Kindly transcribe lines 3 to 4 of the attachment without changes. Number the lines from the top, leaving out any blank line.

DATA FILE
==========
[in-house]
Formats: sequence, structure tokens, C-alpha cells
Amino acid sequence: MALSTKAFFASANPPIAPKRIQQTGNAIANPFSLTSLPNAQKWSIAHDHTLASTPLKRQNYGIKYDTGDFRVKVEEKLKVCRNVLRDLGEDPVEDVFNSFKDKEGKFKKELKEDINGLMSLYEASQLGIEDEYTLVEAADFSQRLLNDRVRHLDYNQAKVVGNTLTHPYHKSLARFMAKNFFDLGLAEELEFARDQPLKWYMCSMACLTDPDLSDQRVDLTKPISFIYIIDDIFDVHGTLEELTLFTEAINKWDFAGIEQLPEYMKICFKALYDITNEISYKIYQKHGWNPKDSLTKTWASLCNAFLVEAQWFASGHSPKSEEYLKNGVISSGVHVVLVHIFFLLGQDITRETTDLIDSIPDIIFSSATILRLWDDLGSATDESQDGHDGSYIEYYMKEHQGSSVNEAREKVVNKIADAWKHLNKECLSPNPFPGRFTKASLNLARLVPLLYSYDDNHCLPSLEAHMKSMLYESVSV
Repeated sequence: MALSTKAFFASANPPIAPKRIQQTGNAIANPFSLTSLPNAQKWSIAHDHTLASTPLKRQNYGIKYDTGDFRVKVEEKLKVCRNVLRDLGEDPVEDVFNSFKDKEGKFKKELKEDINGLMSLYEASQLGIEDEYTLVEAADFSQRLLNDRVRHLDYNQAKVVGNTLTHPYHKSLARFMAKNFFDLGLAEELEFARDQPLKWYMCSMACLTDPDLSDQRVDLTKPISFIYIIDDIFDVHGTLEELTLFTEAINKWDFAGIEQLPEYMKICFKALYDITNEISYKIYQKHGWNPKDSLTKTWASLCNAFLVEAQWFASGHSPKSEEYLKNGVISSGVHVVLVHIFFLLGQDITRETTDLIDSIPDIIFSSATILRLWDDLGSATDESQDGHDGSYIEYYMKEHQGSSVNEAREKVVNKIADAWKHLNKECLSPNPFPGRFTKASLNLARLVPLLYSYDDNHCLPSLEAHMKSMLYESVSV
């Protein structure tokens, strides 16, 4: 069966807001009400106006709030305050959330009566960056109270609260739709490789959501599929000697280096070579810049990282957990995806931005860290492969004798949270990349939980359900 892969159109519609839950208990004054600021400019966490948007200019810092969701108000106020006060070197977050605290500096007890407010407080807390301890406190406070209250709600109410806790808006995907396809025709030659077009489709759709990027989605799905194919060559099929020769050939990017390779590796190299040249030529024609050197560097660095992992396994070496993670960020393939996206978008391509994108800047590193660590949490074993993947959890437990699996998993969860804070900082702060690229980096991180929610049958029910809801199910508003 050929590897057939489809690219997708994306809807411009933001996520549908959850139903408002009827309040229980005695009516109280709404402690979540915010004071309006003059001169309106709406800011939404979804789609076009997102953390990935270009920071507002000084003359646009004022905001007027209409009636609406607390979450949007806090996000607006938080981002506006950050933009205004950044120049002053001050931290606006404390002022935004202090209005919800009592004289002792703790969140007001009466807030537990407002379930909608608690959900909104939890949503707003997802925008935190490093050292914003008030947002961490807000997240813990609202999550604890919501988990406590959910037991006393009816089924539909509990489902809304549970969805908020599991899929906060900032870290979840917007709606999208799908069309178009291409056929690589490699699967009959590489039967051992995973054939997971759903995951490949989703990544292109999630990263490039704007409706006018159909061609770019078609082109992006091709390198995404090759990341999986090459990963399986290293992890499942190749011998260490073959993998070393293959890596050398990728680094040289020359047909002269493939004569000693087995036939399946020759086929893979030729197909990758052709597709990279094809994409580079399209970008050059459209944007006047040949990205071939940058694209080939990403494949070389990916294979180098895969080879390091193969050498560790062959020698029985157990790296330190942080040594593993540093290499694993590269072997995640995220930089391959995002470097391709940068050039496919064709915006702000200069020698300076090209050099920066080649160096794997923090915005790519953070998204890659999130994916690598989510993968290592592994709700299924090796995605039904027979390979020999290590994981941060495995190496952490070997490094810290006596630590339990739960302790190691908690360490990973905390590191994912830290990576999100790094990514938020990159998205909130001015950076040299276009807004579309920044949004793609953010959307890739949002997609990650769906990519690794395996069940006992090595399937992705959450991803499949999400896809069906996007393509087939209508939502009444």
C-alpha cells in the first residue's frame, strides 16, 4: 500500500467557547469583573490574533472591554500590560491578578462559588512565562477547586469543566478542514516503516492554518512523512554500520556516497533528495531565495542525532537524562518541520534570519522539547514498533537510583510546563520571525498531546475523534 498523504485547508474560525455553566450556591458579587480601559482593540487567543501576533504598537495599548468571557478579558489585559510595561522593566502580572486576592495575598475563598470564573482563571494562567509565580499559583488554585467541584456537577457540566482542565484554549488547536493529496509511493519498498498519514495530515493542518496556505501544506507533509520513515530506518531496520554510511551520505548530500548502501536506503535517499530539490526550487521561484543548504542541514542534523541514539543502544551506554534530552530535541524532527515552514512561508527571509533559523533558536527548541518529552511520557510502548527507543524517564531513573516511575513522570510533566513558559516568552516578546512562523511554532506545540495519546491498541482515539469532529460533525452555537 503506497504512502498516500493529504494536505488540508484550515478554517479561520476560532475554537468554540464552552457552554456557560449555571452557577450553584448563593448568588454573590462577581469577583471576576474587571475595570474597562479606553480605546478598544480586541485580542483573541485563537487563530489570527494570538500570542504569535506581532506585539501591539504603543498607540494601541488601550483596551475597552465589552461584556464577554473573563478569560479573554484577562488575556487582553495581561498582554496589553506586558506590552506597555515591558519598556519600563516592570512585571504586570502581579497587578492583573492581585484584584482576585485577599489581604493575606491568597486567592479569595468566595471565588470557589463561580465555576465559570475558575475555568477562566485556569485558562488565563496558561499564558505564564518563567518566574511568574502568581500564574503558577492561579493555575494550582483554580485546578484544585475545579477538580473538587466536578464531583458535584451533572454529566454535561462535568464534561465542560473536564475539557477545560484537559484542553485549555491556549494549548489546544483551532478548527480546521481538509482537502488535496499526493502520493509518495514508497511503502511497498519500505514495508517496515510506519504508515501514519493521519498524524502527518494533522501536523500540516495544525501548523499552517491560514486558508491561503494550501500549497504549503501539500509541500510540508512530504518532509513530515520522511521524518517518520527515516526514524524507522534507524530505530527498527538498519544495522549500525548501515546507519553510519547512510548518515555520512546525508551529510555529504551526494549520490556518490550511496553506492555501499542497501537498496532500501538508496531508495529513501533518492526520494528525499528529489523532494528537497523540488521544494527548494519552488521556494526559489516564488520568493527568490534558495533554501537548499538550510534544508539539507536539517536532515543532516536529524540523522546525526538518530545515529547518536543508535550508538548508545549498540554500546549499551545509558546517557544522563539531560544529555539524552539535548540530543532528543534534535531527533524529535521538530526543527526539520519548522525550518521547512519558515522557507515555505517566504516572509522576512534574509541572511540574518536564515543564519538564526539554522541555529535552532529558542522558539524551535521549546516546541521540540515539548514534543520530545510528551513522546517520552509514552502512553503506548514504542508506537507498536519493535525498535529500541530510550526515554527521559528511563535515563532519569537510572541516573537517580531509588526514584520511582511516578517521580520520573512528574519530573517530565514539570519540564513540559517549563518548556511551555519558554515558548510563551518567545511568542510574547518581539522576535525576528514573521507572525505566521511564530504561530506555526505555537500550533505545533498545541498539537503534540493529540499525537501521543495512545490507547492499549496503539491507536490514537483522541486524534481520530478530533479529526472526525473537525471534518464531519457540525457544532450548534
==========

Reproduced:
Amino acid sequence: MALSTKAFFASANPPIAPKRIQQTGNAIANPFSLTSLPNAQKWSIAHDHTLASTPLKRQNYGIKYDTGDFRVKVEEKLKVCRNVLRDLGEDPVEDVFNSFKDKEGKFKKELKEDINGLMSLYEASQLGIEDEYTLVEAADFSQRLLNDRVRHLDYNQAKVVGNTLTHPYHKSLARFMAKNFFDLGLAEELEFARDQPLKWYMCSMACLTDPDLSDQRVDLTKPISFIYIIDDIFDVHGTLEELTLFTEAINKWDFAGIEQLPEYMKICFKALYDITNEISYKIYQKHGWNPKDSLTKTWASLCNAFLVEAQWFASGHSPKSEEYLKNGVISSGVHVVLVHIFFLLGQDITRETTDLIDSIPDIIFSSATILRLWDDLGSATDESQDGHDGSYIEYYMKEHQGSSVNEAREKVVNKIADAWKHLNKECLSPNPFPGRFTKASLNLARLVPLLYSYDDNHCLPSLEAHMKSMLYESVSV
Repeated sequence: MALSTKAFFASANPPIAPKRIQQTGNAIANPFSLTSLPNAQKWSIAHDHTLASTPLKRQNYGIKYDTGDFRVKVEEKLKVCRNVLRDLGEDPVEDVFNSFKDKEGKFKKELKEDINGLMSLYEASQLGIEDEYTLVEAADFSQRLLNDRVRHLDYNQAKVVGNTLTHPYHKSLARFMAKNFFDLGLAEELEFARDQPLKWYMCSMACLTDPDLSDQRVDLTKPISFIYIIDDIFDVHGTLEELTLFTEAINKWDFAGIEQLPEYMKICFKALYDITNEISYKIYQKHGWNPKDSLTKTWASLCNAFLVEAQWFASGHSPKSEEYLKNGVISSGVHVVLVHIFFLLGQDITRETTDLIDSIPDIIFSSATILRLWDDLGSATDESQDGHDGSYIEYYMKEHQGSSVNEAREKVVNKIADAWKHLNKECLSPNPFPGRFTKASLNLARLVPLLYSYDDNHCLPSLEAHMKSMLYESVSV